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Agricultural Research Service

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Good Sources of Dietary Choline Now a Mouse Click Away

By Rosalie Marion Bliss
March 16, 2004

A new specialty database is now available to help people get healthful amounts of the nutrient choline in their diets. The database can be accessed online, free of charge, at the Agricultural Research Service's Nutrient Data Laboratory (NDL) web site. ARS is the chief scientific research agency of the U.S. Department of Agriculture.

The database provides researchers and consumers with the means to estimate daily choline intake from consumption of the more than 400 foods listed. Choline is an important dietary component that, among other functions, helps the body absorb and use fats, including those that become part of cell membranes. Choline also helps the body use acetylcholine, a neurotransmitter that sends signals across nerve endings.

Experts suggest that an adequate choline intake is 425 milligrams (mgs) a day for women and 550 mgs a day for men. Top sources of choline include meat, nuts and eggs. The database shows that one large hard-boiled egg provides 112 mgs of choline- -more than 25 percent of the daily adequate intake for women.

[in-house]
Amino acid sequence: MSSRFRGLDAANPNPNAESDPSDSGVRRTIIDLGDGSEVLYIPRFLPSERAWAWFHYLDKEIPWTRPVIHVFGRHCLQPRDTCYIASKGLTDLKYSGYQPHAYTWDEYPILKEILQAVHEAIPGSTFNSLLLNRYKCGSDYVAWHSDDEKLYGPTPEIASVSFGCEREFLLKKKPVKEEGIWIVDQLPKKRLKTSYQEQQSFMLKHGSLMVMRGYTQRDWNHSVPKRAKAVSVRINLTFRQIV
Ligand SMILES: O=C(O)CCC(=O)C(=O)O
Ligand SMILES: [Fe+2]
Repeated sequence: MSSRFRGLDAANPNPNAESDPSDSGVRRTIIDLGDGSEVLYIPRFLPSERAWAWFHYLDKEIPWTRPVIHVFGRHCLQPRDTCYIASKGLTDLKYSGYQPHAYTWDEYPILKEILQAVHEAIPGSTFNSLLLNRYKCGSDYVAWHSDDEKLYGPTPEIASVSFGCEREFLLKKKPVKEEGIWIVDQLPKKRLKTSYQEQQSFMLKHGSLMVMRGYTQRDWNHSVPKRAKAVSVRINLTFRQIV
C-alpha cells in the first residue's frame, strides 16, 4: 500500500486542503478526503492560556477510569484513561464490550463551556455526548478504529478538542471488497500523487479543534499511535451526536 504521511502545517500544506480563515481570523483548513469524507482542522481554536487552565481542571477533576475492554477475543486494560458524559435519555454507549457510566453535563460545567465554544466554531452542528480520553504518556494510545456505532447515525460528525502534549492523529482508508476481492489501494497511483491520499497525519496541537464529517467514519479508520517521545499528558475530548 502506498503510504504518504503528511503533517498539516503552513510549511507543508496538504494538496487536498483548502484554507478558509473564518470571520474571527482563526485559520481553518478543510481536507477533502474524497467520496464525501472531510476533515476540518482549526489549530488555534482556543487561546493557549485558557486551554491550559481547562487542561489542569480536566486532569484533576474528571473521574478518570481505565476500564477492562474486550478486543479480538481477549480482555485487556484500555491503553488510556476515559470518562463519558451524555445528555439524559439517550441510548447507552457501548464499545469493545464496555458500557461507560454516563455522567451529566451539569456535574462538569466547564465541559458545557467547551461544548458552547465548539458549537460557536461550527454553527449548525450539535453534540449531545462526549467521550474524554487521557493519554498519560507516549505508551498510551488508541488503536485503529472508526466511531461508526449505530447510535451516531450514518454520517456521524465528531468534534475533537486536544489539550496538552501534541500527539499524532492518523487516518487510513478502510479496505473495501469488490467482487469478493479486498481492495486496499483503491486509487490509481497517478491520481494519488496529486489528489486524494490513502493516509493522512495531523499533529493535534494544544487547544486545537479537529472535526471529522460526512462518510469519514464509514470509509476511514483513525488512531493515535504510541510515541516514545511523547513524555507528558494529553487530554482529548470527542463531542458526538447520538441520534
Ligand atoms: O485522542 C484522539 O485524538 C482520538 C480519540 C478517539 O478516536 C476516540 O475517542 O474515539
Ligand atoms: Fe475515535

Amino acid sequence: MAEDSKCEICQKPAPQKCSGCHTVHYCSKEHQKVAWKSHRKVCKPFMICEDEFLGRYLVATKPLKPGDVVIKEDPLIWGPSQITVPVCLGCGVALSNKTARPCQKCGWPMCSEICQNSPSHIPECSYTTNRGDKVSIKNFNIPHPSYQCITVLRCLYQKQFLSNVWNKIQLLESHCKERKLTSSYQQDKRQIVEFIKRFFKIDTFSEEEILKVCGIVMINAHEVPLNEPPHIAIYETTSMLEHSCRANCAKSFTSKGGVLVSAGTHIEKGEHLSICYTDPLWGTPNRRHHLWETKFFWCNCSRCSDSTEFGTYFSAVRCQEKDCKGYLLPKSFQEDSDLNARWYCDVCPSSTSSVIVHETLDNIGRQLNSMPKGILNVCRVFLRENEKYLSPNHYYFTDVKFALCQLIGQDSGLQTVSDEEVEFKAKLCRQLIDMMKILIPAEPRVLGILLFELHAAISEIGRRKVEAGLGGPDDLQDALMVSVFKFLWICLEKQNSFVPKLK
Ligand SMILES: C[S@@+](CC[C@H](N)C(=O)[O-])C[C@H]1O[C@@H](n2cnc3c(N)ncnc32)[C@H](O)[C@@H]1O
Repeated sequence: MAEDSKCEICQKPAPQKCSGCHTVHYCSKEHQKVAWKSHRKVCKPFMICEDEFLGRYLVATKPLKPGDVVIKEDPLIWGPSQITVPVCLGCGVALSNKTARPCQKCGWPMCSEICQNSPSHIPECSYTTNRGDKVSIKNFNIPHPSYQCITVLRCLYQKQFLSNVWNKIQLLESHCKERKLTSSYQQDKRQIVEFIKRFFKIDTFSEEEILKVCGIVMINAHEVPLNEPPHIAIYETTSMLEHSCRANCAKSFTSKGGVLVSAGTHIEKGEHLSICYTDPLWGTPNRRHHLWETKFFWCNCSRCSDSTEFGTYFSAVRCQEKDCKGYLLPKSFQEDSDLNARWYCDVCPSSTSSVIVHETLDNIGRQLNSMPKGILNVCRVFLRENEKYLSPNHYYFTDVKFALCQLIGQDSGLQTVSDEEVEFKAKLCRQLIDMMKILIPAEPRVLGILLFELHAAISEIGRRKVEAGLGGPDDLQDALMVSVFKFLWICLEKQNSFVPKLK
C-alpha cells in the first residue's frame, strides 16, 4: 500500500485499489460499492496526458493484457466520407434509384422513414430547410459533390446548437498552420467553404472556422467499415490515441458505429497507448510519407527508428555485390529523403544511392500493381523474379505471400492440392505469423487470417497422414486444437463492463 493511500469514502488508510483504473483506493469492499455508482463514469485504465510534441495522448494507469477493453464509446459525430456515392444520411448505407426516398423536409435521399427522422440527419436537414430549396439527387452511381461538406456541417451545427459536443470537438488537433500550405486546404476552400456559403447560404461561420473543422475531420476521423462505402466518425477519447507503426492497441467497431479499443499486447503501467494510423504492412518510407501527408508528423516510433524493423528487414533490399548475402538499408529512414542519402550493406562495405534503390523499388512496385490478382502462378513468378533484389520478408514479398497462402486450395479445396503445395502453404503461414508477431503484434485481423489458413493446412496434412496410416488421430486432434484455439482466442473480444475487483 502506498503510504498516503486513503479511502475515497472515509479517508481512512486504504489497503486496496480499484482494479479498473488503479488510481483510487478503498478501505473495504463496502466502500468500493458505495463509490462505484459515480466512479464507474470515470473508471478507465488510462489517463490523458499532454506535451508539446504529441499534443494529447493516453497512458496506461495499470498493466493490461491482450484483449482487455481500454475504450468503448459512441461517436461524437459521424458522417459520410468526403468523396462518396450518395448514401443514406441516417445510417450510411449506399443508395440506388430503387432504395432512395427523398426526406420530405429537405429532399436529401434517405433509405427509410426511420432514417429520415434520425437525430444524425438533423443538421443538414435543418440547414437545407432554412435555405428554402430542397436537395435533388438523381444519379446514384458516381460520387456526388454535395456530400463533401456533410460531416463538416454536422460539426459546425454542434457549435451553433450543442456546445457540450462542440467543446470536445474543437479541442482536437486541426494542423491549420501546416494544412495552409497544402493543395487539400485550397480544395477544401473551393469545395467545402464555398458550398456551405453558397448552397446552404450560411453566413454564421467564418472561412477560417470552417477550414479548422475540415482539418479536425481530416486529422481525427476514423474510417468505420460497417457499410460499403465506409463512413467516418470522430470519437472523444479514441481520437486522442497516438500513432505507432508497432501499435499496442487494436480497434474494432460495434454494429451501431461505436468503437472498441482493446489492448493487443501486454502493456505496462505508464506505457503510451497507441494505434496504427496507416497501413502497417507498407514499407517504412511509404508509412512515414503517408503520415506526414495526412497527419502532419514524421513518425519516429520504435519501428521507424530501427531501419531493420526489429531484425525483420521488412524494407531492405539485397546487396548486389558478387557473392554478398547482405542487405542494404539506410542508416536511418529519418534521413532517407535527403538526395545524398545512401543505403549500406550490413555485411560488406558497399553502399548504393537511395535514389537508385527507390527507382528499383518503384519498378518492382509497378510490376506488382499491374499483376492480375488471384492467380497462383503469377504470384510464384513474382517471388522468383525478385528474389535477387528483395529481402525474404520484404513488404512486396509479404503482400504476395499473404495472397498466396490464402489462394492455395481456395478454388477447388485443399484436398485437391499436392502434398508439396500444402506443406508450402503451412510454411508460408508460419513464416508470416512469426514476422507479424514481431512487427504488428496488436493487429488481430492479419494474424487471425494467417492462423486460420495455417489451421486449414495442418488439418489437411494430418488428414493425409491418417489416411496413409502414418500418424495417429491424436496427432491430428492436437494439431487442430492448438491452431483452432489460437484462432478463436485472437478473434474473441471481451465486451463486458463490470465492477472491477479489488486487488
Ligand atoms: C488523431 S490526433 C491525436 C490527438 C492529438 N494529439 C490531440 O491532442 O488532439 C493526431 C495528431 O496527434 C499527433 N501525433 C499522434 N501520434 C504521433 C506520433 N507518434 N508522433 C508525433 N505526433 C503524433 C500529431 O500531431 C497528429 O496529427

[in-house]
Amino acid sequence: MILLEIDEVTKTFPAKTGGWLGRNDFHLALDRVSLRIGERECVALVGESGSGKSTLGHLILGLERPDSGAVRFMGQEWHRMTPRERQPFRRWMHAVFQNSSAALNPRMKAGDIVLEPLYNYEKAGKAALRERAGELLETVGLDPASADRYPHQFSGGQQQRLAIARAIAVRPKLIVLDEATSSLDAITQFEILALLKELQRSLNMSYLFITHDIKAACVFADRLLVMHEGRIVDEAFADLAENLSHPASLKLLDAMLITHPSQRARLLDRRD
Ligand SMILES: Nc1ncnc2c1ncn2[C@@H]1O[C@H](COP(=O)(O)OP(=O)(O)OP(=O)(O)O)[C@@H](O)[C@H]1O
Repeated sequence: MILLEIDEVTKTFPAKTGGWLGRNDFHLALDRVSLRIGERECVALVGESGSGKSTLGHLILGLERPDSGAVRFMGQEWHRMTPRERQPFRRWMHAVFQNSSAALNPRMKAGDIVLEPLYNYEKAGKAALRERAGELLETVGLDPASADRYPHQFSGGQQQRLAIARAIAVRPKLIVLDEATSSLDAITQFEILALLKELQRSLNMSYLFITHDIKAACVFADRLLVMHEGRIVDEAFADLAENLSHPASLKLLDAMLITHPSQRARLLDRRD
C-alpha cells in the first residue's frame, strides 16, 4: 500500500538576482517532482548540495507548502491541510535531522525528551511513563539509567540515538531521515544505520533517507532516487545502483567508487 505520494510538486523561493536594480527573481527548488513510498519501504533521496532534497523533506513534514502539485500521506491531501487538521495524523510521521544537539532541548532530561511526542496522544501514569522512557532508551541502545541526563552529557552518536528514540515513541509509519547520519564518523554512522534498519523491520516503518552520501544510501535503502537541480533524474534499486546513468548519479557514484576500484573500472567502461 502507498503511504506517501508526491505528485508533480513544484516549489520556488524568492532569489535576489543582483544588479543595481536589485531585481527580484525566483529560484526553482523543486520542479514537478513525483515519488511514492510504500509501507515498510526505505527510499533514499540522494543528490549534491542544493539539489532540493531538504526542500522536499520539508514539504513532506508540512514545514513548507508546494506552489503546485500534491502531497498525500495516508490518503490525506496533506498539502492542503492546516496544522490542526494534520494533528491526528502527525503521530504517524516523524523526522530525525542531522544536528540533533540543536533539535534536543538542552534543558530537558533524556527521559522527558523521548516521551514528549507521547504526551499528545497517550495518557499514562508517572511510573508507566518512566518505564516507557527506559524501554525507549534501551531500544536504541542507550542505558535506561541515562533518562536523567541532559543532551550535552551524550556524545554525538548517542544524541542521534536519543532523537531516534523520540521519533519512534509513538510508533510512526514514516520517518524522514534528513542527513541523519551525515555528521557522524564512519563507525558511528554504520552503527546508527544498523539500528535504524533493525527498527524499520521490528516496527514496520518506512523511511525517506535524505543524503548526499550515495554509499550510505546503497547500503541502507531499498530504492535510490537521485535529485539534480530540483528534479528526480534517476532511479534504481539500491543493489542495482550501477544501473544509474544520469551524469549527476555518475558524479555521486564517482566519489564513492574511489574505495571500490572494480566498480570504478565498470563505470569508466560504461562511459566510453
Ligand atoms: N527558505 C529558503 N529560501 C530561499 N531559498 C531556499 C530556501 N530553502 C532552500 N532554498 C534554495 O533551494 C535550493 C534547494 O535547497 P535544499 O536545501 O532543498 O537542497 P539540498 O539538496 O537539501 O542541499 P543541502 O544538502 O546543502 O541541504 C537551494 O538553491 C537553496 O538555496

The choline database was produced by lead nutritionist Juliette C. Howe, with nutritionists Juhi R. Williams and Joanne M. Holden of the NDL in Beltsville, Md. The work was done in collaboration with choline researcher Stephen H. Zeisel and chemist Mei-Heng Mar, University of North Carolina (UNC)--Chapel Hill.

Scant analytical data on the choline content in foods existed before the two-year ARS project began. The foods included in the new database were individually analyzed at the UNC.

A small segment of the population will use the database to minimize their intake of choline. For these individuals, accumulated trimethylamines (choline byproducts made by intestinal bacteria) cause a fishlike body odor. The resulting condition, trimethylaminuria, is controlled by a choline-restricted diet.

To access the choline database, go to:

Under the red heading, Food Composition Products, click on "Choline." The database will come up as a PDF file, which can be studied online or printed.

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